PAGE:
Bengal Tigers, one of the critically endangered species, face extinction as their habitats in the Sundarbans are going to be severely affected due to the growing extreme climate events and sea-level rise, warned biological scientists.
“Of course, Bengal Tigers living in the Sundarbans will be hit hard due to the climate change,” Dr John Seidensticker, the head of Conservation Ecology Centre at Smithsonian Conservation Biology Institute, USA, told UNB.
He said, “First of all, you know what is happening in a very dynamic area like the Sundarbans. Water is rising there whereas the soil of mangrove forest is dynamic. Its soil is not like hill soil. It’s very dynamic system.”
Dr Seidensticker said the coastal area is protected by embankments and dams from the tide and there are lots of challenges persisting in the region.
He said if salinity intrusion rises in the Sundarbans, the ecosystem of the mangrove forest will be affected welcoming a change in food chain which may seriously cast impacts on the tiger population.
Tigers (Panthera tigris), the Asia’s most iconic animals, and the largest cats of all are majestic symbols in many ancient and modern cultures are recognised by various civil society, and governments as being important to save from extinction.
Andrey V Kushlin, programme manger of World Bank’s Global Tiger Initiative, said the Sundarbans ecosystem is the best elastration of the interrelationship between the climate change issues and the biodiversity conservation issues.
“There is the rising sea-level (on one hand) and the increasing monsoon activities are directly impacting the critical habitats of the endangered tiger species (on the other),” he added.
Kushlin said the solution to climate change is linked directly with the solution to biodiversity issues as the climate change issues are impacting the tiger habitats.
There is only 4,147 tiger population around the world now with 440 being in Bangladesh, government officials here said.
According to the Saint Petersburg Declaration on Tiger Conservation, the 13 tiger range countries are committed to striving to double the number of wild tigers across their range by 2022 by doing everything possible to effectively manage, preserve, protect, and enhance habitats.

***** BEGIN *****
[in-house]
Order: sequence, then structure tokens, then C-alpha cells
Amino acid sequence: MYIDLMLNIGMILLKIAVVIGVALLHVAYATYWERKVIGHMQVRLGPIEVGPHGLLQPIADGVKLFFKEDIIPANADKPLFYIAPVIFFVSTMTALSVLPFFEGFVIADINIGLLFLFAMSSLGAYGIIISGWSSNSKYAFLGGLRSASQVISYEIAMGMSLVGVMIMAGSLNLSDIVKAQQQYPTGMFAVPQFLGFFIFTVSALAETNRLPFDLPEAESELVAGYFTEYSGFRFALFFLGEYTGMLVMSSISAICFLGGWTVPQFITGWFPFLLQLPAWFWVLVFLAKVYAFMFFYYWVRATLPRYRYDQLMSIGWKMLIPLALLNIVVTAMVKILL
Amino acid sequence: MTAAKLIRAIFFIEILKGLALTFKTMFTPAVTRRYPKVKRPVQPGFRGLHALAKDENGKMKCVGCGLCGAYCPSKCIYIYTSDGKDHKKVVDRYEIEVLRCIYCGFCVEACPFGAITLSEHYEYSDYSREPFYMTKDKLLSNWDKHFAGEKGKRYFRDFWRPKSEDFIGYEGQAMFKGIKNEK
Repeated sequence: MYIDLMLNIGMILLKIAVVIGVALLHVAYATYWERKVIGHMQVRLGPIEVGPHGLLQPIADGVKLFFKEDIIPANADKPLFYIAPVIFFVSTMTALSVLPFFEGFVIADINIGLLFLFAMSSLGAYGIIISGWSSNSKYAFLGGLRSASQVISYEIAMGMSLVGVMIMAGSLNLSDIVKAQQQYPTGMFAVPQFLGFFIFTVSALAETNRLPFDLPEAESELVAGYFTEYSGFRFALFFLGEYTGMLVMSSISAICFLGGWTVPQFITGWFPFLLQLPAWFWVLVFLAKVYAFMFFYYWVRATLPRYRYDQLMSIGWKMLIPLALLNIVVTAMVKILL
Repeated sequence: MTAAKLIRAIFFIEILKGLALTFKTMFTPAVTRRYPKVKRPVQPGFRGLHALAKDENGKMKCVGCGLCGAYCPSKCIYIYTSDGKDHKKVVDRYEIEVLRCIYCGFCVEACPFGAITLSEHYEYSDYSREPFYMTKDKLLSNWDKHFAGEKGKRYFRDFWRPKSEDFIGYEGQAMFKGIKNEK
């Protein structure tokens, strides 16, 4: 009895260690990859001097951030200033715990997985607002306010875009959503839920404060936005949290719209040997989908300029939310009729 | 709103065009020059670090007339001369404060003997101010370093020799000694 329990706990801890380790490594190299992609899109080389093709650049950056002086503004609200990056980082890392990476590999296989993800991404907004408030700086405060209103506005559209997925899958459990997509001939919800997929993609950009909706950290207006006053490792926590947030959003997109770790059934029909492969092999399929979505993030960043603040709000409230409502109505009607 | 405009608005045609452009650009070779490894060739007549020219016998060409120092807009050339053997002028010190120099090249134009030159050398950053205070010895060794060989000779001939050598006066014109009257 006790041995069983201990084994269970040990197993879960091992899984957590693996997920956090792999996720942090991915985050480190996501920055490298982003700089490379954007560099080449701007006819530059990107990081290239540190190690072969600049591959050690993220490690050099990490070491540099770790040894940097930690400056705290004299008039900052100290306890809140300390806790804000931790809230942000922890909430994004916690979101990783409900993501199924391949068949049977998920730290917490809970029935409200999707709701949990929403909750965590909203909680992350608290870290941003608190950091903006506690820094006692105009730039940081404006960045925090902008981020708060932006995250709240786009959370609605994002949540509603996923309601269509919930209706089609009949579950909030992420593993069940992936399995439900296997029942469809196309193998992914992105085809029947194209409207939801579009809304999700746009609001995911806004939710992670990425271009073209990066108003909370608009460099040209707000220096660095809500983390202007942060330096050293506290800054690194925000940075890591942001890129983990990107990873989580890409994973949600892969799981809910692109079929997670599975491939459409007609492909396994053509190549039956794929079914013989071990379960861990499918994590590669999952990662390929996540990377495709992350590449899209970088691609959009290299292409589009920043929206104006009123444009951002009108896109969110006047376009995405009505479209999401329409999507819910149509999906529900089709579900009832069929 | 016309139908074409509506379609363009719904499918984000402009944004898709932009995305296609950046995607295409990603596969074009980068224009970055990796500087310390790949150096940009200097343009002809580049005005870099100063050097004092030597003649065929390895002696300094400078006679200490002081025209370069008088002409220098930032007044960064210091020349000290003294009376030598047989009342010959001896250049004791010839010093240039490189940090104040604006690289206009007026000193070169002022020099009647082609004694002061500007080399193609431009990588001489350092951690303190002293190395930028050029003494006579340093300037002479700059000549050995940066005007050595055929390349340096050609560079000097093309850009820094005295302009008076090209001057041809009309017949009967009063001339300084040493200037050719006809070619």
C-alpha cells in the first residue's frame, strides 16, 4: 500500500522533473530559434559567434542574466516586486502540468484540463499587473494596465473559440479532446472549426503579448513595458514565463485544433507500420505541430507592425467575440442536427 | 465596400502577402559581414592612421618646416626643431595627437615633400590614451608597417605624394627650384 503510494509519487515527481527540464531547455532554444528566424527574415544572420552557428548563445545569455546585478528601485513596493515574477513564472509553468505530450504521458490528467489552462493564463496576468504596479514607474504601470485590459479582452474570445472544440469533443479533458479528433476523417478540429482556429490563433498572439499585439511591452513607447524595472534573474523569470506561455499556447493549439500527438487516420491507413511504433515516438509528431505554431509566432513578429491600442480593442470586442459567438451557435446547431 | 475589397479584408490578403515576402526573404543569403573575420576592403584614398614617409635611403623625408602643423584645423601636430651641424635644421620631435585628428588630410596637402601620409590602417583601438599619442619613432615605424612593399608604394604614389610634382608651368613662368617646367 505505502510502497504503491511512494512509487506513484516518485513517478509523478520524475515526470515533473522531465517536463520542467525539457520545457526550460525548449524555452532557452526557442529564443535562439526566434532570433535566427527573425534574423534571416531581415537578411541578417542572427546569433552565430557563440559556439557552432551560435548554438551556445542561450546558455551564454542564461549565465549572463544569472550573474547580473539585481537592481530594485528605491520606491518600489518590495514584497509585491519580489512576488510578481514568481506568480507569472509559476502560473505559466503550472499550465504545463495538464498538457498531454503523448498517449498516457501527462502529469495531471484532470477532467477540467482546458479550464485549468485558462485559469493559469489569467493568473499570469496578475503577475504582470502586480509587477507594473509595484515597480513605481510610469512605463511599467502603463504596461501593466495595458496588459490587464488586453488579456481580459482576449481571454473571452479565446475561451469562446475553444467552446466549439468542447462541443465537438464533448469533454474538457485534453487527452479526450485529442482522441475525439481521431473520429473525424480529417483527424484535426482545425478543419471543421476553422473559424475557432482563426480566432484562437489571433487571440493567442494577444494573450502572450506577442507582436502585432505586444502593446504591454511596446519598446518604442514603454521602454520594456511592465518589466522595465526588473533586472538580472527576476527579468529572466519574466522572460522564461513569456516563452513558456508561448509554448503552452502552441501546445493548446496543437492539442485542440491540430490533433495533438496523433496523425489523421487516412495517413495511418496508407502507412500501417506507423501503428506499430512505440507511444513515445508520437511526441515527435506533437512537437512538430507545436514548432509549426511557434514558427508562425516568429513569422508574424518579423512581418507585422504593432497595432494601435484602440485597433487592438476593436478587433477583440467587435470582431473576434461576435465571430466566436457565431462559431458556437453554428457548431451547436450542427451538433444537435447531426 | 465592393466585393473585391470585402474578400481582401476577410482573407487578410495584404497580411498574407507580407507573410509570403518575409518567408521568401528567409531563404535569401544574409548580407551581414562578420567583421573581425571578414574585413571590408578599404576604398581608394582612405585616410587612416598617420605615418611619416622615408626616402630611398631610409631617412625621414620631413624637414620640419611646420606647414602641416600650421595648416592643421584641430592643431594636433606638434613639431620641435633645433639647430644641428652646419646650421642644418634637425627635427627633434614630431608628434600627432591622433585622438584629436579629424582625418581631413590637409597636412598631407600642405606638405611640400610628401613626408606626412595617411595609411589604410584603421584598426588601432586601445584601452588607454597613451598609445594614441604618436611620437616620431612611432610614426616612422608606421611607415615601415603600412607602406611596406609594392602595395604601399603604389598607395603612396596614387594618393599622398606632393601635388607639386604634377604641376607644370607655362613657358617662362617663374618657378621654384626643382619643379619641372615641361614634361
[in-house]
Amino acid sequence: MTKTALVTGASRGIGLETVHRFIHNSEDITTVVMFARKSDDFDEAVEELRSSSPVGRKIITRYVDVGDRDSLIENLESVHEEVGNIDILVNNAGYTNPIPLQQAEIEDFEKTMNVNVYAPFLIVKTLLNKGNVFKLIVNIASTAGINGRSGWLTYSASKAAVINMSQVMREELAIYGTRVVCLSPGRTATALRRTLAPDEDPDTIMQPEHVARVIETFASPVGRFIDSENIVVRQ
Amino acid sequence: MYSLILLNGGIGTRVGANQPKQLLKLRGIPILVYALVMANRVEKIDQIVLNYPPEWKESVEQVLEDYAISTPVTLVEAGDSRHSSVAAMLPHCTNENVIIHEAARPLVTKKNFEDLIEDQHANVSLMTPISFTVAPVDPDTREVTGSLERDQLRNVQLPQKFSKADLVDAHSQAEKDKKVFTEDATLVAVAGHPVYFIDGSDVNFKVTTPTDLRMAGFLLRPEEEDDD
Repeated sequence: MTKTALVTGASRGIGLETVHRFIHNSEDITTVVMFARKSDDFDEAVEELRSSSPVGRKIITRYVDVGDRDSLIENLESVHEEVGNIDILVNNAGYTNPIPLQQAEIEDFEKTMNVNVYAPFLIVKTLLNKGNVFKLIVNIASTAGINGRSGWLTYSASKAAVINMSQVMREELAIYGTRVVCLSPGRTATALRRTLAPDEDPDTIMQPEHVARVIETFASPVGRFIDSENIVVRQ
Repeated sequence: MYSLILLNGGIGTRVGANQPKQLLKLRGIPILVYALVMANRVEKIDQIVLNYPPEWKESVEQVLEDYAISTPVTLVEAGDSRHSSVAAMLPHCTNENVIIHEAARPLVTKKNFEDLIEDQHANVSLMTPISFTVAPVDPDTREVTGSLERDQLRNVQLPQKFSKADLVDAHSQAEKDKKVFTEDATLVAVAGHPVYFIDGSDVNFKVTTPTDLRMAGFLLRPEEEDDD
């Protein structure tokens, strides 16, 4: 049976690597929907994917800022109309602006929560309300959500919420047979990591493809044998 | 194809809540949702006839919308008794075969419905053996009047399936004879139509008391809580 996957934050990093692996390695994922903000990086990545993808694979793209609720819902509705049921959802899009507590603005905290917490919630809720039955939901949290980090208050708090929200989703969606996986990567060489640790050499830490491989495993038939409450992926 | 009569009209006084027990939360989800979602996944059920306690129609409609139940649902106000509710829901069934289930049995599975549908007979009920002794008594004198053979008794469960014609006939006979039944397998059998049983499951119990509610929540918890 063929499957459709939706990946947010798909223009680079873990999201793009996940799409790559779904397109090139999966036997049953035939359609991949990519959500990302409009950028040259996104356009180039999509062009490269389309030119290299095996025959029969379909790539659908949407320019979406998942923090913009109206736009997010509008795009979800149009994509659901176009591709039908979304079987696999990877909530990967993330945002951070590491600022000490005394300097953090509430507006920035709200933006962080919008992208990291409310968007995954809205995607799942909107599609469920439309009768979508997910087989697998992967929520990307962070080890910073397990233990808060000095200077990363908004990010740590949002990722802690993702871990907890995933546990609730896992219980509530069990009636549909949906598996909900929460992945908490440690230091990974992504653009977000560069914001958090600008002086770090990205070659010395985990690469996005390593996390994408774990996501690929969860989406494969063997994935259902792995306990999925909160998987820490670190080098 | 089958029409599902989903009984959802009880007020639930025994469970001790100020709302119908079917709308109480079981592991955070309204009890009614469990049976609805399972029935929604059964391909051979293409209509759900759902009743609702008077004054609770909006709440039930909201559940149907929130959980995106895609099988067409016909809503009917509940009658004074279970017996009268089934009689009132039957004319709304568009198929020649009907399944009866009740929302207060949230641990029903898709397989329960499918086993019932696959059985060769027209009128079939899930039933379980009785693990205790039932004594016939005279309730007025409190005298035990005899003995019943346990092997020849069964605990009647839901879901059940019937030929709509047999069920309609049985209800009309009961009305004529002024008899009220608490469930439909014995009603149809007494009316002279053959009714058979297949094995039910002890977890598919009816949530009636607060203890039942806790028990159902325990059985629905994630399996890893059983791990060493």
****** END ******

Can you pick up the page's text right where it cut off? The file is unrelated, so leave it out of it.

But, scientists think that it is quite impossible to increase tiger population in the Sundarbans into double by 2022 in a limited forest area, only 6,017 square kilometers. So, the Bangladesh government has taken initiatives to ensure statuesque of tiger population in the forest.
Apart from the climate change issues, Andrey V Kushlin said the economic activities surrounding the Sundarbans are putting direct and induced impacts on the tiger habitats.
“So, first you’ll have to ensure a safe haven for the tigers. As you do so keeping the economic activities away from the safe distance of tiger habitats, then you’ll be able to engage the global community on how to find a joint solution that can address climate and biodiversity issues in the Sundarbans,” he said.
The World Bank official stressed the need for conducting studies on the economic activities and hydrological changes being occurred in the Sundarbans to identity the risk factors that pose threat to tigers and other wildlife of the mangrove forest.
Tiger is an umbrella species and its conservation automatically ensures the conservation of large number of flora and fauna, including their ecosystems. Wild tigers are not only a symbol of all that is splendid, mystical and powerful about nature but also a beacon of biodiversity, linking together the forests they inhabit and the natural resources and ecosystem services that their habitats produce for people.
Sadly, the next decade may be the last one for the wild tiger. The loss of tigers and degradation of their ecosystems would inevitably result in a historic cultural, spiritual and environmental catastrophe for the Tiger Range Countries.